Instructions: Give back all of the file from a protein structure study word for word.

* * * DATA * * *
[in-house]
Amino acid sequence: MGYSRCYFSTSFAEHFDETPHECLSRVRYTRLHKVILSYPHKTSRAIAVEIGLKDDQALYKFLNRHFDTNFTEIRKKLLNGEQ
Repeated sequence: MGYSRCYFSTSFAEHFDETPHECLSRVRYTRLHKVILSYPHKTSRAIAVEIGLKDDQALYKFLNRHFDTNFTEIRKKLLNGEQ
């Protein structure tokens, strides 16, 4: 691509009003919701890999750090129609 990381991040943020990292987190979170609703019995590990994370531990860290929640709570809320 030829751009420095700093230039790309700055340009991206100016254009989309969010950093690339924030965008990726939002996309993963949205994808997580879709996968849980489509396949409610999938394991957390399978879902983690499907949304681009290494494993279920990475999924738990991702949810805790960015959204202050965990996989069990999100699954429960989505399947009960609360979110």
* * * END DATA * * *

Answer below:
[in-house]
Amino acid sequence: MGYSRCYFSTSFAEHFDETPHECLSRVRYTRLHKVILSYPHKTSRAIAVEIGLKDDQALYKFLNRHFDTNFTEIRKKLLNGEQ
Repeated sequence: MGYSRCYFSTSFAEHFDETPHECLSRVRYTRLHKVILSYPHKTSRAIAVEIGLKDDQALYKFLNRHFDTNFTEIRKKLLNGEQ
């Protein structure tokens, strides 16, 4: 691509009003919701890999750090129609 990381991040943020990292987190979170609703019995590990994370531990860290929640709570809320 030829751009420095700093230039790309700055340009991206100016254009989309969010950093690339924030965008990726939002996309993963949205994808997580879709996968849980489509396949409610999938394991957390399978879902983690499907949304681009290494494993279920990475999924738990991702949810805790960015959204202050965990996989069990999100699954429960989505399947009960609360979110």